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Petroleum Geology and Geo-physics 
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Joined: Mon Jun 23, 2014 11:38 am
Posts: 1
Post Petroleum Geology and Geo-physics
Whats the difference between Petroleum Geology and Geo-physics? I'm an undergraduate aspiring to become a Petroleum Geologist. Can anyone with right knowledge tell me the difference between those two. And If i want to become a person searching for petrol and oil and gas a.k.a petroleum geologist then what one of the above subjects do i have to specialize in?? Because in university Post Graduate courses you can specialize in anyone of the above courses, and i want it get it right and build an interest in it.Please help me Thank you.


Last edited by andresya on Sat Jul 26, 2014 11:46 am, edited 1 time in total.



Thu Jul 24, 2014 11:44 am

Joined: Sat Feb 15, 2014 7:33 am
Posts: 31
Post Re: Petroleum Geology and Geo-physics
andresya wrote:
Whats the difference between Petroleum Geology and Geo-physics? I'm an undergraduate aspiring to become a Petroleum Geologist. Can anyone with right knowledge tell me the difference between those two. And If i want to become a person searching for petrol and oil and gas a.k.a petroleum geologist then what one of the above subjects do i have to specialize in?? Because in university Post Graduate courses you can specialize in anyone of the above courses, and i want it get it right and build an interest in it.Please help me Thank you.



Ideally as a professional you would build up significant knowledge of both!

In an oil exploration sense geophysics is focussed on interpreting indirect observations of the physical properties of rocks; this means using low frequency sound (seismic), electromagnetic and other techniques (inside the bore hole) to measure rock properties in situ. From that information you then try to understand the rock structure and stratigraphy, as well as the key physical and chemical properties that might indicate that hydrocarbons are present.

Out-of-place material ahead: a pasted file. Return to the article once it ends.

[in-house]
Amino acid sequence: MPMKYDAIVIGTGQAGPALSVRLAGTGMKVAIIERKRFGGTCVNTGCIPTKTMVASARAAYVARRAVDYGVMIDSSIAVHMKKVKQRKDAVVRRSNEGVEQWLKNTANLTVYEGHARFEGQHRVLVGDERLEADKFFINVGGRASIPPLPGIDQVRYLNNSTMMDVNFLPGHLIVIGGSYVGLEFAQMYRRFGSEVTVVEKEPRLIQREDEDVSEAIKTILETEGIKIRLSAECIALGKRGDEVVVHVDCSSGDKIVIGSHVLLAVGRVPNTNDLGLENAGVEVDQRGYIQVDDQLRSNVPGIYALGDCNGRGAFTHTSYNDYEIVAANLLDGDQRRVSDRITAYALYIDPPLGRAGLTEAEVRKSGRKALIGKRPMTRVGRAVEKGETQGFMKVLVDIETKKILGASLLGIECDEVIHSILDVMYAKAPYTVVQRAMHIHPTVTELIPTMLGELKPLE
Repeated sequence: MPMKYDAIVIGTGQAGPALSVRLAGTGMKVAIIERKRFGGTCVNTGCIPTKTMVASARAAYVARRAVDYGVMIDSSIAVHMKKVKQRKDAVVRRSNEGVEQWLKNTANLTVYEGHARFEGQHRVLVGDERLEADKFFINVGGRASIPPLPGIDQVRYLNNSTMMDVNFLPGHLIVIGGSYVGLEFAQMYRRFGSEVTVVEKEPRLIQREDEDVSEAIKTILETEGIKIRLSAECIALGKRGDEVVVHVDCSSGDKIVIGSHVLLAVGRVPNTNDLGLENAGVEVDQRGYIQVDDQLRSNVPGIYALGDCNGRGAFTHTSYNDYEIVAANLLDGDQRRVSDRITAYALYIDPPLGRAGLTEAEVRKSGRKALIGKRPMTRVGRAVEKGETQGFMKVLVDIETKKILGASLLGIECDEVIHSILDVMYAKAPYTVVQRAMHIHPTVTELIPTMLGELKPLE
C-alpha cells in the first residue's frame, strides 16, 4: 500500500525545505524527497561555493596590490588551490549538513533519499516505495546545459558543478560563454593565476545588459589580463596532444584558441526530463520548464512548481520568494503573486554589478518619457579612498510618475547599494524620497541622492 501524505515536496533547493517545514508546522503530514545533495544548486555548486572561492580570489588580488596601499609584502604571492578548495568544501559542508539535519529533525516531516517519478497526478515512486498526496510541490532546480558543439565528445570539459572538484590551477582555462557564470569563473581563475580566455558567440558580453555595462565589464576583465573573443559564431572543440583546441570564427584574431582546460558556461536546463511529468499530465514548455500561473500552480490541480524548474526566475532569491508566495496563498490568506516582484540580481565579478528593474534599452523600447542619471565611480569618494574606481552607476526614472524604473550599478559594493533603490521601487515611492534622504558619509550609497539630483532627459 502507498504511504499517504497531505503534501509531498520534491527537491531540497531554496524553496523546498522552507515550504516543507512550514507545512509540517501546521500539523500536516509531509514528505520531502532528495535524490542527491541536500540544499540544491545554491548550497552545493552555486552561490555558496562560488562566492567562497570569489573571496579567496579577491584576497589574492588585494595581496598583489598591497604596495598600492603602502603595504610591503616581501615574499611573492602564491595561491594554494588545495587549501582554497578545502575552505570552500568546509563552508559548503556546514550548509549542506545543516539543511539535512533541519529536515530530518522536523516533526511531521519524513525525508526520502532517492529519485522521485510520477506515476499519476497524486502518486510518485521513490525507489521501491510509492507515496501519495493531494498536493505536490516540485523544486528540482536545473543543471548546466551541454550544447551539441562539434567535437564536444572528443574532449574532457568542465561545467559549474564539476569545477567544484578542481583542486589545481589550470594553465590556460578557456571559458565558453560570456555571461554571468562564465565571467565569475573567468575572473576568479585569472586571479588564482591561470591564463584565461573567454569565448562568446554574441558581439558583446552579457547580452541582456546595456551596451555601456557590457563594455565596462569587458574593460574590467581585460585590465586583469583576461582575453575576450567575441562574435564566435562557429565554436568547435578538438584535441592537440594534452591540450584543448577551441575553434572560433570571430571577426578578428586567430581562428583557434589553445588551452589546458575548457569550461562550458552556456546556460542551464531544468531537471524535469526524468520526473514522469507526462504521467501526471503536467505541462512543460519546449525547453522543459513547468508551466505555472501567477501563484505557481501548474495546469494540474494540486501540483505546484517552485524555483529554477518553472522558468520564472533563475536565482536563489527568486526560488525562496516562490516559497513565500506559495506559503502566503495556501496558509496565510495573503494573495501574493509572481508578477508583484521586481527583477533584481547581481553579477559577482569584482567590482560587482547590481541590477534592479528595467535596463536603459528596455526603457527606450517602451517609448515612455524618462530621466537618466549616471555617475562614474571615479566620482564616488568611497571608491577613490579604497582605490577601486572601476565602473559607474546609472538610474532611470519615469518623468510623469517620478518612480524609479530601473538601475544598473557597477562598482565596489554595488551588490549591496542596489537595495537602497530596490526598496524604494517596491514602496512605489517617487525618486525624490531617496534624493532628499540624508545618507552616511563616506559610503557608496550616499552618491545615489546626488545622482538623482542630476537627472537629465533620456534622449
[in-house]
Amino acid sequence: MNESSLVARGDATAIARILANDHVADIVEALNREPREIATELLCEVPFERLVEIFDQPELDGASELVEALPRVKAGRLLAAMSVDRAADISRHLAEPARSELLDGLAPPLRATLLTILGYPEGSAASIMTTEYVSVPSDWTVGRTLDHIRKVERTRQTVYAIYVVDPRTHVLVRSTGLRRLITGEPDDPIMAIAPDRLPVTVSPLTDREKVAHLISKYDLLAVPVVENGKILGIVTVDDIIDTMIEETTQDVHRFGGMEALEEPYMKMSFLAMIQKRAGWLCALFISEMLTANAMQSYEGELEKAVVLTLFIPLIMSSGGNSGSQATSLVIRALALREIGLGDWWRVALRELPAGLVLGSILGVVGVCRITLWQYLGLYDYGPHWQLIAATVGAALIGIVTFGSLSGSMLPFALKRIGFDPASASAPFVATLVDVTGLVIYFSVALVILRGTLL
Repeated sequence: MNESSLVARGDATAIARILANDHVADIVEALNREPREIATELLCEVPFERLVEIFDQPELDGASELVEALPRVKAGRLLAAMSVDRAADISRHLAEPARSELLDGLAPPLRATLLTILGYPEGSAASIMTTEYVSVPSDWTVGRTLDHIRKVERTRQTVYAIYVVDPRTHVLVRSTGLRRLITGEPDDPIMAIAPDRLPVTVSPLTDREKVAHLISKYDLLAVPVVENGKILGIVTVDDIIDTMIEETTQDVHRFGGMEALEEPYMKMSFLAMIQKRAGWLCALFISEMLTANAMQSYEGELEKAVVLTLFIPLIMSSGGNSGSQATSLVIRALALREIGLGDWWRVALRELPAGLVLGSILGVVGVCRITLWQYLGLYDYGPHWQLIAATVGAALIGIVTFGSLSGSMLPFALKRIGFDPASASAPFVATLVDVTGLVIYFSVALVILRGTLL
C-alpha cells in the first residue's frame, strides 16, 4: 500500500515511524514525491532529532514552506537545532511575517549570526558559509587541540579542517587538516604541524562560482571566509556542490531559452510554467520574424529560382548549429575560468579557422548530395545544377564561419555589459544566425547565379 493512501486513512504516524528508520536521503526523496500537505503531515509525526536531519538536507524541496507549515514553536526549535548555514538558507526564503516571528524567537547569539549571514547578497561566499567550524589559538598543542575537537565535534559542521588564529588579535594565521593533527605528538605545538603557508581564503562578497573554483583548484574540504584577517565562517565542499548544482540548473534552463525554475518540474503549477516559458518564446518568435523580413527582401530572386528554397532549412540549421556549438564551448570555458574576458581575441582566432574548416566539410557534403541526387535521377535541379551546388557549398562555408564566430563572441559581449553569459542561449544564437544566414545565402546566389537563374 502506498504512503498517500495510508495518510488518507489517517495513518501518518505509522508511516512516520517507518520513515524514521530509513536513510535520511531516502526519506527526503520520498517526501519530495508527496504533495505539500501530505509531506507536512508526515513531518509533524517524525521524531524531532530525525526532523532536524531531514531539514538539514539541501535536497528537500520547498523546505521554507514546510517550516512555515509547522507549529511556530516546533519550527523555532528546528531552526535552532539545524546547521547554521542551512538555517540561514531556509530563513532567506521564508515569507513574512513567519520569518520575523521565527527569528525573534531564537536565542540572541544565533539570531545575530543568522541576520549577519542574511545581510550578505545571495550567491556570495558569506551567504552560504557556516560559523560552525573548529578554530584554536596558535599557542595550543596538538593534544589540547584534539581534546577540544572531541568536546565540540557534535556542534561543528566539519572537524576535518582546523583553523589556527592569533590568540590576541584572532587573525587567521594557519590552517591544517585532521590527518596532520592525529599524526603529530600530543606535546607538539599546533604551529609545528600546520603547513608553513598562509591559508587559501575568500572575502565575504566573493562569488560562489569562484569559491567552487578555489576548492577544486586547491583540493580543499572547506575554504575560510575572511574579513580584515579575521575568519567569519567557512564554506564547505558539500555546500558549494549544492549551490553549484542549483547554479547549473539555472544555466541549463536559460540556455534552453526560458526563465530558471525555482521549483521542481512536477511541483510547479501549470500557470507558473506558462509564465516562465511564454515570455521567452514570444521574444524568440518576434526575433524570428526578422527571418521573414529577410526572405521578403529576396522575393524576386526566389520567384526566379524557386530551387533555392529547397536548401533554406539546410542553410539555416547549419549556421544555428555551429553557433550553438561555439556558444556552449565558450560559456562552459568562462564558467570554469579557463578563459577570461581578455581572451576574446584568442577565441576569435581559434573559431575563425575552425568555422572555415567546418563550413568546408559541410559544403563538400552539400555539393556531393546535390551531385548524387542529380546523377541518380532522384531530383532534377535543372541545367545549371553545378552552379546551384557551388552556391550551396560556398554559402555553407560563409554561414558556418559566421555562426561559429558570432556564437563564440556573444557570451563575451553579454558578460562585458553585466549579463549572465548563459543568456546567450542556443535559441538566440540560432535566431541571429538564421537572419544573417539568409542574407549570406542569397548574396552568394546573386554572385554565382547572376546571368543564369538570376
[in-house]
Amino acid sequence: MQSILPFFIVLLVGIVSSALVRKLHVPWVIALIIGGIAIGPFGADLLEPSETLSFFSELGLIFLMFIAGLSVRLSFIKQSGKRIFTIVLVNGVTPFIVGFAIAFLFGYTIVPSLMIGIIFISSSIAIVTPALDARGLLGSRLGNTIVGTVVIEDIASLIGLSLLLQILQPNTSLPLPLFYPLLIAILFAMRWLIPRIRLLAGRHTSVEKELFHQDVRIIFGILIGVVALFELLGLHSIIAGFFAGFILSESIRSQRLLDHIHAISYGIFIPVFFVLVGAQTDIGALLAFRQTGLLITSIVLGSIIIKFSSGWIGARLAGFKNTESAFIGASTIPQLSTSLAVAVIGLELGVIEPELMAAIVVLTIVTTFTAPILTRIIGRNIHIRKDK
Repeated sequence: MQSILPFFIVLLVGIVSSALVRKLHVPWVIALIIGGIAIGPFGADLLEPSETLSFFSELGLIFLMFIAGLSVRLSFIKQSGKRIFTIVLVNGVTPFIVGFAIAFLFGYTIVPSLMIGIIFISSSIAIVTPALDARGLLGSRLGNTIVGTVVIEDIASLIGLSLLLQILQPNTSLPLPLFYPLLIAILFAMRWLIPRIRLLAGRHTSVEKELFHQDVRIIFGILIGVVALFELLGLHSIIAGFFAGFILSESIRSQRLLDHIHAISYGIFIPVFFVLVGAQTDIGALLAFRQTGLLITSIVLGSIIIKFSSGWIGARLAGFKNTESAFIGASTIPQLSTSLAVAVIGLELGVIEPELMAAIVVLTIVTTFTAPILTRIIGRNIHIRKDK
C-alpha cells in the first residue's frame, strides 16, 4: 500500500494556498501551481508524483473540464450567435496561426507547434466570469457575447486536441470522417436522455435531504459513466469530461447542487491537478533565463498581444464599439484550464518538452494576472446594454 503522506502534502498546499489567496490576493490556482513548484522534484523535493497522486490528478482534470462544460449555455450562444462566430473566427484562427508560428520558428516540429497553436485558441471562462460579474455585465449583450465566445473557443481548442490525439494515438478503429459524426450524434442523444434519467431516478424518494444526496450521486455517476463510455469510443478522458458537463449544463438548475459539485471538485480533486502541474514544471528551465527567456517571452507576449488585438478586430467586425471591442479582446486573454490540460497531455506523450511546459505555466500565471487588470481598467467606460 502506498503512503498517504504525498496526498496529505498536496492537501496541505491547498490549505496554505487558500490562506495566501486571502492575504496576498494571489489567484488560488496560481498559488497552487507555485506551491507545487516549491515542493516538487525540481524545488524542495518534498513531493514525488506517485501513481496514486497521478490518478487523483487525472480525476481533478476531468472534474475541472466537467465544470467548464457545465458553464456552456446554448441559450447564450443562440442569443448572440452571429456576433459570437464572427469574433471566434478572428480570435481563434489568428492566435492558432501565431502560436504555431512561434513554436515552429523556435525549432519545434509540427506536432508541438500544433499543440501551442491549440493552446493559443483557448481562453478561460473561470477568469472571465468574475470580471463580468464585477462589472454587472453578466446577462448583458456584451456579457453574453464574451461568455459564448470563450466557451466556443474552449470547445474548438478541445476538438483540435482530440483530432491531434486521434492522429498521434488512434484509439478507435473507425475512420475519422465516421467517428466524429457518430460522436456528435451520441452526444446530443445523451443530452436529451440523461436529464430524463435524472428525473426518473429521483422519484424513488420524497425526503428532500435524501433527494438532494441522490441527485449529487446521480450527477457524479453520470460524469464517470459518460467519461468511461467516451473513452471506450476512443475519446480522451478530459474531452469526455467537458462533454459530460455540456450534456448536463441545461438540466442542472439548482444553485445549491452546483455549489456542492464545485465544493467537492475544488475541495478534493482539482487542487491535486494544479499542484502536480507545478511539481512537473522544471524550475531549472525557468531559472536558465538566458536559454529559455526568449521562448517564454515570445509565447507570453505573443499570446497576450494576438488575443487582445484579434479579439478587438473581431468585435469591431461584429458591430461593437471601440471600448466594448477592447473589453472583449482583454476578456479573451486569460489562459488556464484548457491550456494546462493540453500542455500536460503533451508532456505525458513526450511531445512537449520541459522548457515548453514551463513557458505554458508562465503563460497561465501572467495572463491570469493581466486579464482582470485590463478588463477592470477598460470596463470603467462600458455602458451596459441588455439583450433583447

Petroleum geology is much more about the pieces of a working petroleum system - source rocks, seals, reservoir rocks, migration pathways; making measurements of rock properties on samples (with microscopes, probes, chemical analysis and so on) and identifying these rocks in outcrop, as well as understanding the overall processes behind the thermal maturation of the source rocks modelling the evolution of the basin is key here.

In practice geophysics tends to involve a significant amount of work with sophisticated software packages, and you need good numerical analytical skills to be able to identify where data may be incorrect, or contain errors, so that your don't reach the wrong conclusions. A good knowledge of sedimentology is a big help in an oil company sense. Geophysical field work tends to involve big teams - vessels over 100m in length, pulling 12 cables each 10+km long, or large surveying teams with vibrator trucks (or even explosives)

Petroleum geology tends to be more about the properties of rocks and rock samples, taking the information that the geophysicists create and trying to figure out if the structures they have identified are going to be "charged" with petroleum. This can mean laboratory or microscope work, for example. Fieldwork tends to be about visiting outcrops that are "analogues" for the sub-surface rocks found in the oilfield, to learn more about what the structures and properties might be, and to identify potential play concepts in new areas.

Ultimately, if you really enjoy working with computers, equations, physics, maths, programming and using equipment in the field then I'd aim at the geophysics side of things. If you prefer lab work, microscope work, field geological mapping, and (geo)chemistry then I'd go with petroleum geology.


Thu Jul 24, 2014 8:55 pm
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